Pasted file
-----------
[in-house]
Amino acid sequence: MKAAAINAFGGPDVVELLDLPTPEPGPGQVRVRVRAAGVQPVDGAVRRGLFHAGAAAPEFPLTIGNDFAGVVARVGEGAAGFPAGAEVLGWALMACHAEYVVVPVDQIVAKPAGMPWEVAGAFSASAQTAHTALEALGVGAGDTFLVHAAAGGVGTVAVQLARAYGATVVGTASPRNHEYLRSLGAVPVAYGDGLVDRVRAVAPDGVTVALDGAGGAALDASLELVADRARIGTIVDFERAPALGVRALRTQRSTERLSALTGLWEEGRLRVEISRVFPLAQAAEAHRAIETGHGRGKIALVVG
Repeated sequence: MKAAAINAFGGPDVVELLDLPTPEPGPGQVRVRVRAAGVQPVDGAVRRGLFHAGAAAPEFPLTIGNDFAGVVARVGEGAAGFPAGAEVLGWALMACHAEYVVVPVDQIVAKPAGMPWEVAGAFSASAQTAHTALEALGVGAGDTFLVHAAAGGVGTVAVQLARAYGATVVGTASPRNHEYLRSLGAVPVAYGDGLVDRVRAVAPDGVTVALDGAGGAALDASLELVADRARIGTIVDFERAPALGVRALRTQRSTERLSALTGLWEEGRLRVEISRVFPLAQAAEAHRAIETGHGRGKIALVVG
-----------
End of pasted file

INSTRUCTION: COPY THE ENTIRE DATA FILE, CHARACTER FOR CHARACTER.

[in-house]
Amino acid sequence: MKAAAINAFGGPDVVELLDLPTPEPGPGQVRVRVRAAGVQPVDGAVRRGLFHAGAAAPEFPLTIGNDFAGVVARVGEGAAGFPAGAEVLGWALMACHAEYVVVPVDQIVAKPAGMPWEVAGAFSASAQTAHTALEALGVGAGDTFLVHAAAGGVGTVAVQLARAYGATVVGTASPRNHEYLRSLGAVPVAYGDGLVDRVRAVAPDGVTVALDGAGGAALDASLELVADRARIGTIVDFERAPALGVRALRTQRSTERLSALTGLWEEGRLRVEISRVFPLAQAAEAHRAIETGHGRGKIALVVG
Repeated sequence: MKAAAINAFGGPDVVELLDLPTPEPGPGQVRVRVRAAGVQPVDGAVRRGLFHAGAAAPEFPLTIGNDFAGVVARVGEGAAGFPAGAEVLGWALMACHAEYVVVPVDQIVAKPAGMPWEVAGAFSASAQTAHTALEALGVGAGDTFLVHAAAGGVGTVAVQLARAYGATVVGTASPRNHEYLRSLGAVPVAYGDGLVDRVRAVAPDGVTVALDGAGGAALDASLELVADRARIGTIVDFERAPALGVRALRTQRSTERLSALTGLWEEGRLRVEISRVFPLAQAAEAHRAIETGHGRGKIALVVG